When I was little, all I wanted was to be a princess. Just a little castle. Nothing more than a small, four turretted, two-horse stable castle with Prince Charming coming across the moat daily to tell me how fabulous the palace looked or how he would slay the angry dragon in my honor or how I danced beautifully at the ball last night. Maybe I’d entertain the occasional dwarf since I was positive that Happy and Sneezy would live near me. Every few days, I’d change the scenario. A big castle. A coach with some pink ponies. Pink is stupid . . . make them aqua. To hell with Sneezy; he’s causing my chamber maid to do too much work with his ever-loving sneezing. Every once and a while, Prince Charming would morph into a duke or a lord or maybe even Prince Andrew but rarely if ever would he go away altogether.
Eventually, I gave up that dream of being a princess. A girl turns a certain age, and she figures out that she needs to do it on her own. No one – not a single person – is going to come flying to rescue. Any Prince Charming who would tell me how fabulous the palace looked would likely do so because he wanted something. “The house looks beautiful, babe. Oh, Mr. My-big-ass-boss-the-one-you-hate-because-he-makes-fun-of-your-job is coming over tomorrow for a quick work session. Hope that’s ok,” was more likely than, “Man, you really rocked the Macarena last night!” So that princess shit? Truly a fairy tale.
And then she was born. I think the princess gene is imbedded in little girls’ DNA. They see the pink and go bananas for it. Disney makes a killing on little girls and their princess obsession. Not mine, I thought. Oh no, we’re not going through this. So I did everything I could to avoid it and the dreaded shade of pink that goes with almost every princess in the world. But slowly, the pink seeped in. Just a little bow here. Some crowns on her socks. Maybe a little glitter on her nails for a special occasion. But Hello Kitty was the breaking point . . . once she found a Hello Kitty lunch bag, the floodgates to pink were wide open. We had bags and stuffies and tights and hats. Her father even put a Hello Kitty car seat in the back of his car, effectively declaring to the world, “Women run my life . . . you got a problem with that?” Everywhere we went, that damn Hello Kitty lunch bag went with us. Half the time she never even had anything in the bag, and soon it rivaled Bunny-Bunny as her lovie.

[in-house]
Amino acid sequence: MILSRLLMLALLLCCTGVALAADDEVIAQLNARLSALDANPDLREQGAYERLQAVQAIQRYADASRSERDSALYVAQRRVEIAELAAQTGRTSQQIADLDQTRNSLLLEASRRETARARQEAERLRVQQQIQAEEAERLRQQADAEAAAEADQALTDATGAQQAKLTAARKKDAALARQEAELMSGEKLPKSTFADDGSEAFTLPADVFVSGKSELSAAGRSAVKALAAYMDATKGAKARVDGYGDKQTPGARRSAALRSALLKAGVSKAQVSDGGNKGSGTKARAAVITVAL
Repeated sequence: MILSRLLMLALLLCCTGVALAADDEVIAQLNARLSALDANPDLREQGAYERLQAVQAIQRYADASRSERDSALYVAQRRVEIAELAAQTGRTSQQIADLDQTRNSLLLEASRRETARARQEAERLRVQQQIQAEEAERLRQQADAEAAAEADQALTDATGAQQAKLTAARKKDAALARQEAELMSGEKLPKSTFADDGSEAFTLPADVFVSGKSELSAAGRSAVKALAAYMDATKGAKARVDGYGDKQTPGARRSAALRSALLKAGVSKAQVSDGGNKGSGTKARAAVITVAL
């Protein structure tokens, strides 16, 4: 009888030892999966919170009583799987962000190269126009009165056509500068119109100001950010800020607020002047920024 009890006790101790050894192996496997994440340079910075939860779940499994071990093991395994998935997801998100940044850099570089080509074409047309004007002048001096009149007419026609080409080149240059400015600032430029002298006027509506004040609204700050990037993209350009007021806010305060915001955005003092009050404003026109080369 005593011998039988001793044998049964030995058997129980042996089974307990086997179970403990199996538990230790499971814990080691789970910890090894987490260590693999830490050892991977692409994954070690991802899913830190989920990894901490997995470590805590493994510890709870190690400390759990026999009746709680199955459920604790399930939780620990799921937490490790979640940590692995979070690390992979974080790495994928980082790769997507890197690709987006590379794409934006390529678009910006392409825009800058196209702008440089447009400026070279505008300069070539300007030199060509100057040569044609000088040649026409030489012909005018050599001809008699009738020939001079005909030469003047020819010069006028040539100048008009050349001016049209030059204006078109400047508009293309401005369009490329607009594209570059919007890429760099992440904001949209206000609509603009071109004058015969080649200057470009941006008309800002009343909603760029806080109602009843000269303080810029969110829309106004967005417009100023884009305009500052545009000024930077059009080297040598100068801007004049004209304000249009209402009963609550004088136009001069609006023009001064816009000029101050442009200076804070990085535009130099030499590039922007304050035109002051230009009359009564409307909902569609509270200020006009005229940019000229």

It should come as no surprise, then, that anyone with something pink on them would be part of her army. “I like your purse,” she’d comment to a woman on the train. “I like pink, too!” became her battle cry from the back of our van to any passerby wearing her beloved color. Even after her father and I would chide her about talking to strangers, she’d continue to offer her critique of their outfits. “That type of pink is one of my bestest pinks. It’s almost like my gran’s towels,” began one trip to the grocery store. “Macy, leave the lady alone. She has a lot of groceries to buy,” I’d remind her, and yet undeterred, the pink brigade would march forward under the ever-watchful eye of its pipsqueak of a four-star general.
And so, one late fall day, we were walking home from the park, hand in hand, playing the ABC game. She chose songs and was defending her choice for the letter K. “But “Call Me Maybe” does begin with a K. It has the same sound as ‘kitten’ and that begins with K. And so does ‘cat’ because that’s just a mommy kitten, and it’s the same sound, right, Momma?” she questioned. “Well, the sounds are the same, but . . .” and then she saw the hat. “I like your hat. It’s pink. That’s my favorite color,” she called to the woman by the bus stop. “Oh. Thank you,” she mumbled. “It used to be my favorite color, too.” My daughter stopped dead in her tracks. “Used to be? You have another favorite color? Why?” The woman took a deep breath, thought about the question in front of her, and sighed deeply. “Well, I’m not quite sure. Maybe green,” she responded. “Green’s a nice color, but it’s not pink,” Macy said quite rationally. “True. But your hat has green on it, too,” said the woman. “Because it’s a flower. Flowers hafta have green on them. Your bag has flowers with lots of green on them,” Macy pointed out. The woman looked down at her bag, noticing the patches she tried to make look like flowers. The smile that had been forming on her face started to fade as she focused on the new rips allowing the contents of her life to spill out. “Come on, kiddo,” I said, “we really need to get going.” Macy gave a little wave to her newest foot soldier. “Bye! I like the t-shirt in your bag, too,” Macy called out. “It looks like my lunch bag,” and she waved her Hello Kitty bag at the woman.
We walked on past another few store fronts, deciding that just this once “Call Me Maybe” could count for K. “Momma, I need to go tell the pink hat lady something,” and she turned to run back to the bus shelter. By the time I caught up with Macy, she was already coming back to me. “M. Your turn is M, Momma,” she sang out with a smile on her face. One of her empty hands reached up for mine before she started to skip down the street. I turned just in time to see her Hello Kitty bag board the 57 bus for Allston. Something tells me its new owner’s favorite color is pink once again.
“What’s your song, Momma?”
“’My Girl’ . . . my song is “My Girl.” Your turn, sweetie.”